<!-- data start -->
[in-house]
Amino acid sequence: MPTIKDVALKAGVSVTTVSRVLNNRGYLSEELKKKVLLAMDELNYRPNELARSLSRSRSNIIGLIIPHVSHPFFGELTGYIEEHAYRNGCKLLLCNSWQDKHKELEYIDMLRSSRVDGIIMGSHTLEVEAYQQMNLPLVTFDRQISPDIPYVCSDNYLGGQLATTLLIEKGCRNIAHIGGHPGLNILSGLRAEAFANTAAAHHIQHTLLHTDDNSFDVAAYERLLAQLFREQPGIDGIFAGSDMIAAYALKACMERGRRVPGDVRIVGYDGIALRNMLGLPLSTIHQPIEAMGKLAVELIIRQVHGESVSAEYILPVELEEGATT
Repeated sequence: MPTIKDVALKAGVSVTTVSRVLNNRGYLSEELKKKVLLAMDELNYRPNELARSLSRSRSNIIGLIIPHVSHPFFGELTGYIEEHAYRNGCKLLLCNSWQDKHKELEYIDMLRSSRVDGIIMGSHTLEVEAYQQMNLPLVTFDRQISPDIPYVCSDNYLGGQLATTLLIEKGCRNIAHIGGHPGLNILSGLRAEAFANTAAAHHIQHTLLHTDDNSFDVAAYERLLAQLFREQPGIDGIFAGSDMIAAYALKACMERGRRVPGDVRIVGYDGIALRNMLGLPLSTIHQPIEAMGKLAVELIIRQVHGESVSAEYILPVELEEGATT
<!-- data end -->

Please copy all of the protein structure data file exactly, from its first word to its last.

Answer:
[in-house]
Amino acid sequence: MPTIKDVALKAGVSVTTVSRVLNNRGYLSEELKKKVLLAMDELNYRPNELARSLSRSRSNIIGLIIPHVSHPFFGELTGYIEEHAYRNGCKLLLCNSWQDKHKELEYIDMLRSSRVDGIIMGSHTLEVEAYQQMNLPLVTFDRQISPDIPYVCSDNYLGGQLATTLLIEKGCRNIAHIGGHPGLNILSGLRAEAFANTAAAHHIQHTLLHTDDNSFDVAAYERLLAQLFREQPGIDGIFAGSDMIAAYALKACMERGRRVPGDVRIVGYDGIALRNMLGLPLSTIHQPIEAMGKLAVELIIRQVHGESVSAEYILPVELEEGATT
Repeated sequence: MPTIKDVALKAGVSVTTVSRVLNNRGYLSEELKKKVLLAMDELNYRPNELARSLSRSRSNIIGLIIPHVSHPFFGELTGYIEEHAYRNGCKLLLCNSWQDKHKELEYIDMLRSSRVDGIIMGSHTLEVEAYQQMNLPLVTFDRQISPDIPYVCSDNYLGGQLATTLLIEKGCRNIAHIGGHPGLNILSGLRAEAFANTAAAHHIQHTLLHTDDNSFDVAAYERLLAQLFREQPGIDGIFAGSDMIAAYALKACMERGRRVPGDVRIVGYDGIALRNMLGLPLSTIHQPIEAMGKLAVELIIRQVHGESVSAEYILPVELEEGATT